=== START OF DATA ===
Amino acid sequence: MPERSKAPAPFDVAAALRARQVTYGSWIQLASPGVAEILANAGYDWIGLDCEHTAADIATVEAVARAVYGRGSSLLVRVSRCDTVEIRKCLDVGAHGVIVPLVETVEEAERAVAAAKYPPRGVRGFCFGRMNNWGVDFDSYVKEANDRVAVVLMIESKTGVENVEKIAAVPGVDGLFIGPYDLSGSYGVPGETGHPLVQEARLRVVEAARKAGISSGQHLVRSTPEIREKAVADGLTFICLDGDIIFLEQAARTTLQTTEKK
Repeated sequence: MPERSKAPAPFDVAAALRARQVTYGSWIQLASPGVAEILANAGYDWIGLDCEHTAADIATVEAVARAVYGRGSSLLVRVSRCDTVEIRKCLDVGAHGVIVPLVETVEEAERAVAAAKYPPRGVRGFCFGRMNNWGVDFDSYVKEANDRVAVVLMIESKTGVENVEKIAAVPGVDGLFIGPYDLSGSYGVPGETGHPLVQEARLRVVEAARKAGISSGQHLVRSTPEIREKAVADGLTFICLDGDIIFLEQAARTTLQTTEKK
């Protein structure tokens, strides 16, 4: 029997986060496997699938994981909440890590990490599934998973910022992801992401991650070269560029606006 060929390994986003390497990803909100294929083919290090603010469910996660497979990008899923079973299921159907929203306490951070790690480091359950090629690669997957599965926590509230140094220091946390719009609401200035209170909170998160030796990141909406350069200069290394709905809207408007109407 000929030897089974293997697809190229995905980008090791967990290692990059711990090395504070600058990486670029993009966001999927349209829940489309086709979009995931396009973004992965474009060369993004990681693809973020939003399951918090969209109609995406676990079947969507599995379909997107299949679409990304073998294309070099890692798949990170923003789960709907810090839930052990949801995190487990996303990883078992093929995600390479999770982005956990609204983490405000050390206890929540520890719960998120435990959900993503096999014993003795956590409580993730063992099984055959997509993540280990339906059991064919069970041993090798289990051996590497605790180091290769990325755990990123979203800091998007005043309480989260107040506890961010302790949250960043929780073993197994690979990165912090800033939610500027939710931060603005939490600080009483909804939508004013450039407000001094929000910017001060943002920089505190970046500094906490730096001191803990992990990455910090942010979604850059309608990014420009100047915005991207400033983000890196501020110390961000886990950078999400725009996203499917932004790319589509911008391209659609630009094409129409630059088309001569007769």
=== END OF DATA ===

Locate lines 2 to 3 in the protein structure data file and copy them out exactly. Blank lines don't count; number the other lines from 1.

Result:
Repeated sequence: MPERSKAPAPFDVAAALRARQVTYGSWIQLASPGVAEILANAGYDWIGLDCEHTAADIATVEAVARAVYGRGSSLLVRVSRCDTVEIRKCLDVGAHGVIVPLVETVEEAERAVAAAKYPPRGVRGFCFGRMNNWGVDFDSYVKEANDRVAVVLMIESKTGVENVEKIAAVPGVDGLFIGPYDLSGSYGVPGETGHPLVQEARLRVVEAARKAGISSGQHLVRSTPEIREKAVADGLTFICLDGDIIFLEQAARTTLQTTEKK
């Protein structure tokens, strides 16, 4: 029997986060496997699938994981909440890590990490599934998973910022992801992401991650070269560029606006 060929390994986003390497990803909100294929083919290090603010469910996660497979990008899923079973299921159907929203306490951070790690480091359950090629690669997957599965926590509230140094220091946390719009609401200035209170909170998160030796990141909406350069200069290394709905809207408007109407 000929030897089974293997697809190229995905980008090791967990290692990059711990090395504070600058990486670029993009966001999927349209829940489309086709979009995931396009973004992965474009060369993004990681693809973020939003399951918090969209109609995406676990079947969507599995379909997107299949679409990304073998294309070099890692798949990170923003789960709907810090839930052990949801995190487990996303990883078992093929995600390479999770982005956990609204983490405000050390206890929540520890719960998120435990959900993503096999014993003795956590409580993730063992099984055959997509993540280990339906059991064919069970041993090798289990051996590497605790180091290769990325755990990123979203800091998007005043309480989260107040506890961010302790949250960043929780073993197994690979990165912090800033939610500027939710931060603005939490600080009483909804939508004013450039407000001094929000910017001060943002920089505190970046500094906490730096001191803990992990990455910090942010979604850059309608990014420009100047915005991207400033983000890196501020110390961000886990950078999400725009996203499917932004790319589509911008391209659609630009094409129409630059088309001569007769």